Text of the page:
Next we will want to add some actions whenever the trigger is fired. To do this, click on the + New Step button and we will see that there are a couple of different options.

For this step, click on the Add an action option.

This will show us a search box where we can see all of the different actions that we can choose from.

If we filter down the selection we will see that there are a number of actions that are associated with Dynamics 365 for Operations. For this example we will want to get all of the customer records, so we will want to select the Get records action.

This will add a new Get records action to the flow.

Now we will want to click on the Instance dropdown list and we can select the instance of Dynamics 365 for Operations that we want to use as the source for our customer data.

Then we can click on the Entity name dropdown list and select the Operations Entity that we will want to connect to. For this example, we will select the Customers entity.

We will make one small change before we continue on and that is to restrict the data that is being grabbed, and add a filter to the query. To do this we will want to click on the Show advanced options.

This will open a few additional options for the Get records action.

Here we will want to add an ODATA query filter to the Filter Query field. To filter out the customers to those in a certain group, type in:

CustomerGroupId eq ’30’

Then click on the Hide advanced options link to collapse the options.

Now that we have an action to get all of our Customer records we will want to add a new action to process them. To do this, click on the New step button and then click on the … More option. Within this dropdown we will be able to select the Add an apply to each step.

This will add a new action which will allow us to set through each record in the returned array.

To tell the action what we want to step through put the cursor in the Select an output from previous steps and a field chooser will be displayed and there will be one option called value. This is a container for all of the customer data within each record.

If we click on the value container then it will be added into the field.

After we have done that we will want to add an action that we can perform on the record. To do this, click on the Add an action link within the Apply to each

When the action search is displayed select the Common Data Service – Create a new record action which will allow us to add new records within the Common Data Service.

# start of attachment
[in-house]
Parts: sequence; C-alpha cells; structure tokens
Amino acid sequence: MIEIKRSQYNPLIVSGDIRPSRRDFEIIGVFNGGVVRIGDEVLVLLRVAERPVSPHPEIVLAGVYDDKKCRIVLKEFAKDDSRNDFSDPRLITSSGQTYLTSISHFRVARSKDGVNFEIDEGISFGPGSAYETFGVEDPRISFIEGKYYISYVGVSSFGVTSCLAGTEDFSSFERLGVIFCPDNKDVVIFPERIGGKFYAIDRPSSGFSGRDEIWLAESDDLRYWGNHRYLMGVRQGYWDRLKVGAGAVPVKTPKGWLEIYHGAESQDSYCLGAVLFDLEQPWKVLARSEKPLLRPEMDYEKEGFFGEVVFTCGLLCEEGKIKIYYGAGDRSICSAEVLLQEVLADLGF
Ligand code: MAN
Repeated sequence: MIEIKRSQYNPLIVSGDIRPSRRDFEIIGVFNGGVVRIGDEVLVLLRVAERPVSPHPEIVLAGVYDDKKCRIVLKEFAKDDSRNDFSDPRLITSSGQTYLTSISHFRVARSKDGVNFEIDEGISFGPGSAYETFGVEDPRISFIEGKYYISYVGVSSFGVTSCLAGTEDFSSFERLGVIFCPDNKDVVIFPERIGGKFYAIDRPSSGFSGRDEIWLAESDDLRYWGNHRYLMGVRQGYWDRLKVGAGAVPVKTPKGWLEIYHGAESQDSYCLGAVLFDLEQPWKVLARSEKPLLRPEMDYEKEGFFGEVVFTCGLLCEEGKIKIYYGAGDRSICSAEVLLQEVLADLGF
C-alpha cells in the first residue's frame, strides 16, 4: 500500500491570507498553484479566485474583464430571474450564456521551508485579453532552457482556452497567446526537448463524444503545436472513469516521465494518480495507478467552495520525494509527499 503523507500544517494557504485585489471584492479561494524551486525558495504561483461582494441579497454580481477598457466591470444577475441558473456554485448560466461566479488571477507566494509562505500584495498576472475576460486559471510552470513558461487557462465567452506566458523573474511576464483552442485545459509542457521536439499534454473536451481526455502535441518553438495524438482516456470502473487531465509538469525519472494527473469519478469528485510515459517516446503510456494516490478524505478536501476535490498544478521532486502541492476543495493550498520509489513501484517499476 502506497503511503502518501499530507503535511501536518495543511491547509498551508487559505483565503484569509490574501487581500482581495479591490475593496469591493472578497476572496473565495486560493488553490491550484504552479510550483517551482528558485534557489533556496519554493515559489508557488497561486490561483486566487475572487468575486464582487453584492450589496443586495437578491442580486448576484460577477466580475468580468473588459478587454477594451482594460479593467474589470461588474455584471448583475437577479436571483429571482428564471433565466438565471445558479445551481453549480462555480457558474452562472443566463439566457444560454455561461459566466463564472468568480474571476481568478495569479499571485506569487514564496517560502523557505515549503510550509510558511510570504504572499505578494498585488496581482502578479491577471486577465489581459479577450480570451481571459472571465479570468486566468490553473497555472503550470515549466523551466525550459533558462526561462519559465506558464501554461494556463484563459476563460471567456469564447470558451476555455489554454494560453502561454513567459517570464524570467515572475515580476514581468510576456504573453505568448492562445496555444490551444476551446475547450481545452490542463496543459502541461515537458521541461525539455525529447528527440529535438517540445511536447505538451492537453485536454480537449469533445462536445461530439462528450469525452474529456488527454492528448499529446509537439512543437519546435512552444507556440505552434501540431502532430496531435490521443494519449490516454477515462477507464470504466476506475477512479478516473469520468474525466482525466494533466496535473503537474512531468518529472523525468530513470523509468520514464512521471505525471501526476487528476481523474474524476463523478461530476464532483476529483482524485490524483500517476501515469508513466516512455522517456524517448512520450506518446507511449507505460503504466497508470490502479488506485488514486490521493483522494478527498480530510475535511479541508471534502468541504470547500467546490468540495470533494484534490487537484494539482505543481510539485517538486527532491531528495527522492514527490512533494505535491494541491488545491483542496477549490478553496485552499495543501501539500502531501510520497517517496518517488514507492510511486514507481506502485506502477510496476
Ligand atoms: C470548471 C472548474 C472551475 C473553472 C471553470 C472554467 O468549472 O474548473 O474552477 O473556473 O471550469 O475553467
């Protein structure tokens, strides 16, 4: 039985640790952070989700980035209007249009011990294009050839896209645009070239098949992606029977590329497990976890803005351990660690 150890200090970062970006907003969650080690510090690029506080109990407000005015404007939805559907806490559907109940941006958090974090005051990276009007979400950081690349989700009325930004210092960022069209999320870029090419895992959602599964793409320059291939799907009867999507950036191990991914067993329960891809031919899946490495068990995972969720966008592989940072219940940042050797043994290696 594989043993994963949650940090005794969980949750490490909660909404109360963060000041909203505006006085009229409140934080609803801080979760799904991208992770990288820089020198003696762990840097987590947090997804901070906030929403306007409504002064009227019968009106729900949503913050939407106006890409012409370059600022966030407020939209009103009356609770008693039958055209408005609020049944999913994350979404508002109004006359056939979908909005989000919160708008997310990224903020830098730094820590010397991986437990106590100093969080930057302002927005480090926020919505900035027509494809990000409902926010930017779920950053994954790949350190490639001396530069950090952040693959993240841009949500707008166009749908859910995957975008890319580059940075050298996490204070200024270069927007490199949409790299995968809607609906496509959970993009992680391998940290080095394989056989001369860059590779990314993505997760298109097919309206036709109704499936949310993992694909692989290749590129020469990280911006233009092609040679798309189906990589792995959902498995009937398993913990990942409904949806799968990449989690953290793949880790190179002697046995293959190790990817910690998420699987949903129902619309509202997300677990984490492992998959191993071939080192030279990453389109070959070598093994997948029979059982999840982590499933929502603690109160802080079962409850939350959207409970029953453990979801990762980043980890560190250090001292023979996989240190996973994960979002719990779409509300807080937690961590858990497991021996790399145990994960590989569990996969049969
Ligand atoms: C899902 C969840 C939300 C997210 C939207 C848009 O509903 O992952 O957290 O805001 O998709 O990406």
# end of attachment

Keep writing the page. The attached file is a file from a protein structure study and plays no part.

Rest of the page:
This will add the action within the context of the record that we are working on.

Click on The database dropdown list and select the default option.

Then click on The entity dropdown list and we will see all of the Common Data Service Entities, including the new Customer Accounts entity that we just added which we can now select.

This will expand out the action and show us all of the key fields that we added to the new entity, and when we put the cursor within any of the fields we will see all of the key fields from the record within Dynamics 365 for Operations.

Click on the Customer Number field and then select the CustomerAccount field from the fields.

Then click on the Name field and add the Name field from Operations.

Finally click on the Customer Group Id field and add the CustomerGroupId from the field list.

Now that we have built the flow we will want to add a Flow name at the top of the flow.

Here we set the name to Create a new Customer Account when a new Customer is added to Operations.

Then we just want to click on the Create Flow link.

This will save the flow away for us.

Also, you may notice that the flow will automatically kick itself off and you can watch the progress of the flow.

After a few seconds, the flow will complete and you should see green check marks on each of the flow steps.

If we expand out the flow then we will be able to see all of the details of the flow processing and also for the Apply to each step we will be able to scroll through each of the records that are being processed.

Scrolling down on the execution view we will see all of the details of the record as well.

We can now just click on the Done button to exit from the flow.

Submitting the Flow to the Template Gallery

If you want you can make your flow available to the wider audience through the template gallery. All you need to do is submit it.

How to do it…

To do this, click on the Submit to gallery button.

This will open up the submission details with the name of the flow already filled in.

All we need to do is add a better description for the flow and then click on the Submit button.

That will submit the flow template to the gallery and we will return back to the flow confirmation screen.

If we click on the My flows link in the menu bar then we will be able to see our new flow that we created and see that it’s active.

Viewing the Customer Accounts Entity Data

Since the flow ran for the first time, all of the customer records should be available within the Common Data Service entity. If you don’t believe it then just take a look.

How it works…

To see the data that has been copied over top the Common Data Service entity, open up the Customer Accounts data entity.